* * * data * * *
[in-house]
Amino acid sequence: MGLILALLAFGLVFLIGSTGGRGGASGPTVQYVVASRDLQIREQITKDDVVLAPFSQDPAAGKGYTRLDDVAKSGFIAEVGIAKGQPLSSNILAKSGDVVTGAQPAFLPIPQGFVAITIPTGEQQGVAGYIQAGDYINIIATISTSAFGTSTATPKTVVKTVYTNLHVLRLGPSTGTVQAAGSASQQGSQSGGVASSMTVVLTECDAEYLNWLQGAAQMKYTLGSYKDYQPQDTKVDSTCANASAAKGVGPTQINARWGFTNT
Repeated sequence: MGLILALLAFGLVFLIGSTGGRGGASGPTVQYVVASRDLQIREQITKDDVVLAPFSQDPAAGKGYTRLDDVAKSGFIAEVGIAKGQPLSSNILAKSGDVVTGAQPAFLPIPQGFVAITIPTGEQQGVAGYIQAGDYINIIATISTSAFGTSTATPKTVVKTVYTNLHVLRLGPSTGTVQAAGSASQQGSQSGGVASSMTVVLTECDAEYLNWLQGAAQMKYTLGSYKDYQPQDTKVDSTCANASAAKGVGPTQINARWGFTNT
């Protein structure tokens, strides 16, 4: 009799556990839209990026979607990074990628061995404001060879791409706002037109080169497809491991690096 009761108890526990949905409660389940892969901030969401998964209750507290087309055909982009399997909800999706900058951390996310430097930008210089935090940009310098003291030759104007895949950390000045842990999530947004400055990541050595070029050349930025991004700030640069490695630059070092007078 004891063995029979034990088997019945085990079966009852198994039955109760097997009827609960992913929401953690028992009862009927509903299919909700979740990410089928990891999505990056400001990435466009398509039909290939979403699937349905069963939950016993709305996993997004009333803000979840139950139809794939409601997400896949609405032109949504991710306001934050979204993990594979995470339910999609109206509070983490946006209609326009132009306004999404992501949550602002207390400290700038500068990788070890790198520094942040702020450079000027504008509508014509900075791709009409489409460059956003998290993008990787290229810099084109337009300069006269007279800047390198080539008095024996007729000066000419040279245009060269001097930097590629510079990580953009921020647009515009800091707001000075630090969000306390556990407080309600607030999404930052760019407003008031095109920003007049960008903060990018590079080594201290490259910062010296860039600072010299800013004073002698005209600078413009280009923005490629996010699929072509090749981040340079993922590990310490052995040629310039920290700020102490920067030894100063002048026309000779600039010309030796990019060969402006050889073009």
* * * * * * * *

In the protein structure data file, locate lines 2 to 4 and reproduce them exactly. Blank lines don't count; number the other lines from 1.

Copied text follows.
Amino acid sequence: MGLILALLAFGLVFLIGSTGGRGGASGPTVQYVVASRDLQIREQITKDDVVLAPFSQDPAAGKGYTRLDDVAKSGFIAEVGIAKGQPLSSNILAKSGDVVTGAQPAFLPIPQGFVAITIPTGEQQGVAGYIQAGDYINIIATISTSAFGTSTATPKTVVKTVYTNLHVLRLGPSTGTVQAAGSASQQGSQSGGVASSMTVVLTECDAEYLNWLQGAAQMKYTLGSYKDYQPQDTKVDSTCANASAAKGVGPTQINARWGFTNT
Repeated sequence: MGLILALLAFGLVFLIGSTGGRGGASGPTVQYVVASRDLQIREQITKDDVVLAPFSQDPAAGKGYTRLDDVAKSGFIAEVGIAKGQPLSSNILAKSGDVVTGAQPAFLPIPQGFVAITIPTGEQQGVAGYIQAGDYINIIATISTSAFGTSTATPKTVVKTVYTNLHVLRLGPSTGTVQAAGSASQQGSQSGGVASSMTVVLTECDAEYLNWLQGAAQMKYTLGSYKDYQPQDTKVDSTCANASAAKGVGPTQINARWGFTNT
């Protein structure tokens, strides 16, 4: 009799556990839209990026979607990074990628061995404001060879791409706002037109080169497809491991690096 009761108890526990949905409660389940892969901030969401998964209750507290087309055909982009399997909800999706900058951390996310430097930008210089935090940009310098003291030759104007895949950390000045842990999530947004400055990541050595070029050349930025991004700030640069490695630059070092007078 004891063995029979034990088997019945085990079966009852198994039955109760097997009827609960992913929401953690028992009862009927509903299919909700979740990410089928990891999505990056400001990435466009398509039909290939979403699937349905069963939950016993709305996993997004009333803000979840139950139809794939409601997400896949609405032109949504991710306001934050979204993990594979995470339910999609109206509070983490946006209609326009132009306004999404992501949550602002207390400290700038500068990788070890790198520094942040702020450079000027504008509508014509900075791709009409489409460059956003998290993008990787290229810099084109337009300069006269007279800047390198080539008095024996007729000066000419040279245009060269001097930097590629510079990580953009921020647009515009800091707001000075630090969000306390556990407080309600607030999404930052760019407003008031095109920003007049960008903060990018590079080594201290490259910062010296860039600072010299800013004073002698005209600078413009280009923005490629996010699929072509090749981040340079993922590990310490052995040629310039920290700020102490920067030894100063002048026309000779600039010309030796990019060969402006050889073009």